“This time it would be different from the previous uprisings. In 2010 and 2016, the government waited for the people to tire out. Now New Delhi is surprised that why Kashmiris are not protesting on the streets. This time people have decided to test the resolve of the government forces by not provoking them and thus tiring them out. The people’s response would be calculated and long term,” said a businessman in the Nowhatta area of Srinagar.

Tough, tense days await the Valley.


In Dal-dal of despondency at srinagar’s favourite tourist spot

Boulevard Road, along the Dal Lake, in Srinagar, perhaps the most frequented tourist spot, presents a picture of despondency. The tourists have left, the tourism season has come to an abrupt and premature end, and there is nothing much to look forward to as the city braces for a tough period of turbulence. Even the shikarawallas have left their shikaras near the pier at many places on the lake. The boatmen have all gone home. The houseboats also sit idle. A number of checkpoints and bunkers have come up along Boulevard Road. All civilian vehicles are asked to stop at each checkpoint and the travellers are asked for curfew passes. Sceptical and angry, the boatmen are reluctant to talk. After much coaxing, the owner of a houseboat, Manzoor Ahmed, says: “Kashmir has lost its existence. The tourism season has ended before time. Even the Amarnath yatris did not come to Srinagar.” There are around 5,000 shikaras and 950 houseboats on Dal and people associated with them have lost their means of livelihood. A shikarawalla sitting closeby, Abdul Rashid, stares at the empty street: “There is nothing much to say.” — Sumayyah Qureshi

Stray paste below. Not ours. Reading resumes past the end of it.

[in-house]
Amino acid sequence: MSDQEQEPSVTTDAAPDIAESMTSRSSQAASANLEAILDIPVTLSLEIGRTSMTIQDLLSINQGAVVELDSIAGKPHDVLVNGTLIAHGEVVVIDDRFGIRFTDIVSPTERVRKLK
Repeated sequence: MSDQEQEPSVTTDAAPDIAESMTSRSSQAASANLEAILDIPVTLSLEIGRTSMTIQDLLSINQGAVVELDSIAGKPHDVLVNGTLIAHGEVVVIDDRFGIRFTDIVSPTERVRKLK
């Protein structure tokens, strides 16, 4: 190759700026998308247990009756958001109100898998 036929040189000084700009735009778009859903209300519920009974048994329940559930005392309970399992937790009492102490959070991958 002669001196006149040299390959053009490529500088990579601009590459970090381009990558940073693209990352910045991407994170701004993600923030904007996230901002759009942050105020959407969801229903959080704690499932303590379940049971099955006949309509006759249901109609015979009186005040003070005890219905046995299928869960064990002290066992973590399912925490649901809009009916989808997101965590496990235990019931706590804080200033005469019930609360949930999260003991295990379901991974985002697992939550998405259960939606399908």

Read also:

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Preserving identity next for Ladakh

West Pak refugees: Home, finally